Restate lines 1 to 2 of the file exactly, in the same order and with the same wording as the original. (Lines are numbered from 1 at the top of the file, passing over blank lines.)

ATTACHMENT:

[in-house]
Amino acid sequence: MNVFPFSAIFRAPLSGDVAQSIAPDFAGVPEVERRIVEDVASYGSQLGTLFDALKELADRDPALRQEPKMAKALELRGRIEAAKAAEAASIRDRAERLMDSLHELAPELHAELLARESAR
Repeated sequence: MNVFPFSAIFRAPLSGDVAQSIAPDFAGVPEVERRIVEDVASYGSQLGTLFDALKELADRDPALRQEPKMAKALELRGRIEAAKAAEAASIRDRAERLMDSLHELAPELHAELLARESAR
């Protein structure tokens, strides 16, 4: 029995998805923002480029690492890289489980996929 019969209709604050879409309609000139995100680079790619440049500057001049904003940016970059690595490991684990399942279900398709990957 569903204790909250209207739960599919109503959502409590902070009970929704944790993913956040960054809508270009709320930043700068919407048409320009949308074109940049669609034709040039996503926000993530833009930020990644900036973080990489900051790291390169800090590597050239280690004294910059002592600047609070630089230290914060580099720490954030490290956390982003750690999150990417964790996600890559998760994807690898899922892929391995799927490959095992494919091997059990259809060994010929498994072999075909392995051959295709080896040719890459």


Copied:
[in-house]
Amino acid sequence: MNVFPFSAIFRAPLSGDVAQSIAPDFAGVPEVERRIVEDVASYGSQLGTLFDALKELADRDPALRQEPKMAKALELRGRIEAAKAAEAASIRDRAERLMDSLHELAPELHAELLARESAR